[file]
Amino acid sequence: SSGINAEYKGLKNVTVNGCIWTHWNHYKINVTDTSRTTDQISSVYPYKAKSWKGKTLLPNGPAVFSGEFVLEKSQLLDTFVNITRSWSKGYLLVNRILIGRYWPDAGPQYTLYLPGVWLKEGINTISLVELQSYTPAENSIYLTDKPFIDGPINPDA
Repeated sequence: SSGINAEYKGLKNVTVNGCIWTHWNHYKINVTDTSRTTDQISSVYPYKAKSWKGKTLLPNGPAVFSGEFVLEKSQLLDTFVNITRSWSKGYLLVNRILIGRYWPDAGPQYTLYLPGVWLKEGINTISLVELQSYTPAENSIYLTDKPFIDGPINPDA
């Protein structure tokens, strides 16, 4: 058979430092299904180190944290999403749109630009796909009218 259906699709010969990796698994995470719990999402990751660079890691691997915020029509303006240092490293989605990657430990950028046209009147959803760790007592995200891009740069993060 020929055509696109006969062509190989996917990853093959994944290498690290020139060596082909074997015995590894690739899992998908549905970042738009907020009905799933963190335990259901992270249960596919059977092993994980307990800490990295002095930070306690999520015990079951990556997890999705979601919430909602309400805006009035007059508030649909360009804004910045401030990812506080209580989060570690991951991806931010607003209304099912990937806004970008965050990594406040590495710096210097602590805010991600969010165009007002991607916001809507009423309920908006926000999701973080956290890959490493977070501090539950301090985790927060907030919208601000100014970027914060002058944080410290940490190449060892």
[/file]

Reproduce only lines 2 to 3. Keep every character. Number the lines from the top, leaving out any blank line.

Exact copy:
Repeated sequence: SSGINAEYKGLKNVTVNGCIWTHWNHYKINVTDTSRTTDQISSVYPYKAKSWKGKTLLPNGPAVFSGEFVLEKSQLLDTFVNITRSWSKGYLLVNRILIGRYWPDAGPQYTLYLPGVWLKEGINTISLVELQSYTPAENSIYLTDKPFIDGPINPDA
């Protein structure tokens, strides 16, 4: 058979430092299904180190944290999403749109630009796909009218 259906699709010969990796698994995470719990999402990751660079890691691997915020029509303006240092490293989605990657430990950028046209009147959803760790007592995200891009740069993060 020929055509696109006969062509190989996917990853093959994944290498690290020139060596082909074997015995590894690739899992998908549905970042738009907020009905799933963190335990259901992270249960596919059977092993994980307990800490990295002095930070306690999520015990079951990556997890999705979601919430909602309400805006009035007059508030649909360009804004910045401030990812506080209580989060570690991951991806931010607003209304099912990937806004970008965050990594406040590495710096210097602590805010991600969010165009007002991607916001809507009423309920908006926000999701973080956290890959490493977070501090539950301090985790927060907030919208601000100014970027914060002058944080410290940490190449060892």